NEWS SCAN: Childhood vaccine rates up, HHS funds for public health, polio in China, mumps in Bosnia-Herzegovina, H1N1 vaccine effectiveness

Sep 1, 2011

CDC: Immunization rates remain high for children under 3
US vaccination rates for children 19 to 35 months old for most vaccine-preventable diseases increased or remained at high levels in 2010, the Centers for Disease Control and Prevention (CDC) said today. Immunization rates for most of the established childhood vaccines are at or above 90%, according to the report, in Morbidity and Mortality Weekly Report (MMWR), which is based on National Immunization Survey data. The survey found coverage for the measles, mumps, and rubella (MMR) vaccine up from 2009, from 90.0% to 91.5%. Also up were coverage for pneumococcal conjugate vaccine (from 80.4% to 83.3%), the birth dose of hepatitis B vaccine (60.8% to 64.1%), two or more doses of hepatitis A vaccine (46.6% to 49.7%), rotavirus vaccine (43.9% to 59.2%), and the full series of Haemophilus influenzae type b vaccine (54.8% to 66.8%). Coverage for several childhood vaccines surpassed the national health objective of 90%, including MMR, polio, three or more doses of hepatitis B, and varicella. The percentage of children who had not received any vaccinations remained low, below 1%. "Today's report is reassuring," said Anne Schuchat, MD, director of immunization and respiratory diseases at the CDC, in a press release. "As recent outbreaks of measles and whooping cough have shown, vaccine-preventable diseases are still around us."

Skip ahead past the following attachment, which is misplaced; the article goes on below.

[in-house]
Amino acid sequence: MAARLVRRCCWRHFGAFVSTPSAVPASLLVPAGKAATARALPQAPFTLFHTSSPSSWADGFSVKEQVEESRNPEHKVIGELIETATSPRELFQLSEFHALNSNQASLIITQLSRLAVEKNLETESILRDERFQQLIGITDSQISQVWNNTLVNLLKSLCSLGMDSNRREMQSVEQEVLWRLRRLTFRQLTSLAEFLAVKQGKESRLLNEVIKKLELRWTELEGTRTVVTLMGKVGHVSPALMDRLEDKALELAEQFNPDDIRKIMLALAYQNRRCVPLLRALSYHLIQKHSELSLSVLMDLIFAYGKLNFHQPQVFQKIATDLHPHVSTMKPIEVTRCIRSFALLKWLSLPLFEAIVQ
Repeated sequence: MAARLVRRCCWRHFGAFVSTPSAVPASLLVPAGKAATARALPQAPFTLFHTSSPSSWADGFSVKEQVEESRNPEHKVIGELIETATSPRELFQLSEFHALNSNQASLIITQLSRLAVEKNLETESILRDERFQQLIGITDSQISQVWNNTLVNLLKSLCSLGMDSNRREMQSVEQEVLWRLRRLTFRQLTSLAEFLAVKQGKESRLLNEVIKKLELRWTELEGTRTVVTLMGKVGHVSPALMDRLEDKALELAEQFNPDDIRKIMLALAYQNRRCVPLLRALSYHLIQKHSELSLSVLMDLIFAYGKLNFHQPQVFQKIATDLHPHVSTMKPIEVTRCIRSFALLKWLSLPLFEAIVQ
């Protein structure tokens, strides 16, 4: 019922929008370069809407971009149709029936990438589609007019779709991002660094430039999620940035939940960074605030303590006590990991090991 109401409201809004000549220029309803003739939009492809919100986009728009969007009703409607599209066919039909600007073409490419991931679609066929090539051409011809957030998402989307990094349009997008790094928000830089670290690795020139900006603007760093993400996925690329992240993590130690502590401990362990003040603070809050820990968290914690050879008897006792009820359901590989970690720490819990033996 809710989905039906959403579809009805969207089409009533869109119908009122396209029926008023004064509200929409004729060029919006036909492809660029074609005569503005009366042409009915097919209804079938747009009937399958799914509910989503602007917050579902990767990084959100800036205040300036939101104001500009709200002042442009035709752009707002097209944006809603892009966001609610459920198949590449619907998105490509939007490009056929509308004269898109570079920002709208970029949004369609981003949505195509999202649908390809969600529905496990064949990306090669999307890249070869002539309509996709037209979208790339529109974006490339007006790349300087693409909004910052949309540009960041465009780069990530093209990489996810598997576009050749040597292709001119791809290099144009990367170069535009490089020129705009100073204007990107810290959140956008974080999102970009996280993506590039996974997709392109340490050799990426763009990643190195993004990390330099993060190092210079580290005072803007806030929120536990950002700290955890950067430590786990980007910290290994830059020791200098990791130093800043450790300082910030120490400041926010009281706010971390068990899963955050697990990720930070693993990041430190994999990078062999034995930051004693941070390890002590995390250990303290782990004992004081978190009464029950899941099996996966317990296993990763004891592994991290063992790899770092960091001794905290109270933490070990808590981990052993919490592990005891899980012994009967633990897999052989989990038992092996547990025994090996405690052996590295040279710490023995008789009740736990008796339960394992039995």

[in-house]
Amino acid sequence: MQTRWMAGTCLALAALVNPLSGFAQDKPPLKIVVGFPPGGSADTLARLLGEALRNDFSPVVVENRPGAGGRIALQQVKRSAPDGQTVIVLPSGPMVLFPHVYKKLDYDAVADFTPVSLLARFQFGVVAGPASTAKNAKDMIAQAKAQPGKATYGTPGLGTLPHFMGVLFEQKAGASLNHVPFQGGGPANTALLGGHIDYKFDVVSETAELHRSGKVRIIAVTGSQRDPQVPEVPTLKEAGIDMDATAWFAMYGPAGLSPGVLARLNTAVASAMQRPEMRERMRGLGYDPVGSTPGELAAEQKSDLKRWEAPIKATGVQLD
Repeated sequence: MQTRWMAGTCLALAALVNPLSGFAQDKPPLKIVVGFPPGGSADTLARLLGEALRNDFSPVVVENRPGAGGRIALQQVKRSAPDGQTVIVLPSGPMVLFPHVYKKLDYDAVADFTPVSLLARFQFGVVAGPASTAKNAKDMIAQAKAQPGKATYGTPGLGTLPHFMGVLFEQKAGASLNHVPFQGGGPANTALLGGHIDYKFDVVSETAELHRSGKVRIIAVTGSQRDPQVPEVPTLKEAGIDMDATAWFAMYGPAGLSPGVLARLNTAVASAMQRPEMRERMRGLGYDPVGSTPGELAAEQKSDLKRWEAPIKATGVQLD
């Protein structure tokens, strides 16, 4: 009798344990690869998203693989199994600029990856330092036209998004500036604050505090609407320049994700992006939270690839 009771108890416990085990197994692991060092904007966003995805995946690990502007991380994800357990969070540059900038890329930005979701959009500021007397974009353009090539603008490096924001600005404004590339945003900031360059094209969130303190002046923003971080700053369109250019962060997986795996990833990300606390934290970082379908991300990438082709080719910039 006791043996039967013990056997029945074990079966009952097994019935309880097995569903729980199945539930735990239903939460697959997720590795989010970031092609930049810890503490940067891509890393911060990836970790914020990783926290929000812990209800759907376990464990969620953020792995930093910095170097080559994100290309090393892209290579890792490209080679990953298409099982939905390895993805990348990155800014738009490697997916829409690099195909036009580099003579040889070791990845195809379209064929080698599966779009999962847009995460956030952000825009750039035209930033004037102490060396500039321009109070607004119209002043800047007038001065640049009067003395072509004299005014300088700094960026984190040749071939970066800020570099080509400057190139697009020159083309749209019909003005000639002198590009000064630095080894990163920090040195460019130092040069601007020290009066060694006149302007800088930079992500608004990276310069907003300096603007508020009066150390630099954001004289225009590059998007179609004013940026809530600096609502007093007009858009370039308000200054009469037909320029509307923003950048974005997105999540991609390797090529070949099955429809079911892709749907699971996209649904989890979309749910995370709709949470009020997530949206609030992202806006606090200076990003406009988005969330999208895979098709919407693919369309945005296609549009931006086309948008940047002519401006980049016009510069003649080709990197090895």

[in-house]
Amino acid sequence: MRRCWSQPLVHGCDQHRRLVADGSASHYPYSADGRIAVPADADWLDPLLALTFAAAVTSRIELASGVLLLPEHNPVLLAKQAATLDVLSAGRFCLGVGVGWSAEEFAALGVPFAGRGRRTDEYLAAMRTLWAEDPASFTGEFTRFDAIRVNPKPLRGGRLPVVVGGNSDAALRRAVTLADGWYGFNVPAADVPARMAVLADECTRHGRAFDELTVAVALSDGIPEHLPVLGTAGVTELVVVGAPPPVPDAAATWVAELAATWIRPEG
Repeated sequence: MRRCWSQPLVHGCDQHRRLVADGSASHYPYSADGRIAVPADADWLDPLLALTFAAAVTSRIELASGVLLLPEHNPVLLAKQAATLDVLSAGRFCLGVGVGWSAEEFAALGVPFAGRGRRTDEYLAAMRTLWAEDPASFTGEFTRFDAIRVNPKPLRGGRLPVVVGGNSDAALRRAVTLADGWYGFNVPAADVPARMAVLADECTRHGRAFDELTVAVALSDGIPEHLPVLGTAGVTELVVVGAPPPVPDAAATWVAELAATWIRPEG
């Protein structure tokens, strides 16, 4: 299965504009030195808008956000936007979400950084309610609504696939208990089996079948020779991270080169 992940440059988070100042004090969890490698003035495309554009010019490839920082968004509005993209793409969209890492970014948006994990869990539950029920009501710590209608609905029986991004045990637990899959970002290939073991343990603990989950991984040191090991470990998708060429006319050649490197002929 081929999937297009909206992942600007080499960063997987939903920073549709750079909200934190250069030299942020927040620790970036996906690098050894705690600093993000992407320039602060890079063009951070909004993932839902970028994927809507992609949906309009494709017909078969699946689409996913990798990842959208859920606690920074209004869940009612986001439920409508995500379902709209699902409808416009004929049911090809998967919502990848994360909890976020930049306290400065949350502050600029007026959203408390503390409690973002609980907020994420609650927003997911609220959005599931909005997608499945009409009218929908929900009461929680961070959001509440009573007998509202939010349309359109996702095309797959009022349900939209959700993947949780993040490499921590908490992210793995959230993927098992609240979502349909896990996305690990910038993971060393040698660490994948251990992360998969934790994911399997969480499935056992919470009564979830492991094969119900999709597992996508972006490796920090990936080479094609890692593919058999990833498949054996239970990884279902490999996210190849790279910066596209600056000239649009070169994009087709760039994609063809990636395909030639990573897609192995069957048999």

Sep 2 MMWR report
Sep 1 CDC press release

HHS awards $40 million to strengthen state, local public health
The US Department of Health and Human Services (HHS) yesterday announced the awarding of $40 million in grants to states, tribes, local governments, and schools of public health to strengthen public health agencies and train personnel. Most of the money comes from the Prevention and Public Health Fund created by the Affordable Care Act, HHS said in a press release. Most of the grants are part of the CDC's National Public Health Improvement Initiative (NPHII), a 5-year program now in its second year. The program is designed to help public health agencies track the performance of their programs, foster the adoption of best public health practices, build a nationwide network of performance improvement managers who share strategies, and maximize cohesion and coordination among state and community public health systems, HHS said. The new round of grants also includes funds to support 10 Public Health Training Centers at accredited schools of public health and other public or non-profit institutions, bringing the total number of such centers to 37. The Public Health Training Center Program, administered by the Health Resources and Services Administration, trains public health workers in areas such as environmental health, public health leadership, nutrition, and cultural competency.
Aug 31 HHS announcement

WHO confirms 4 polio cases in China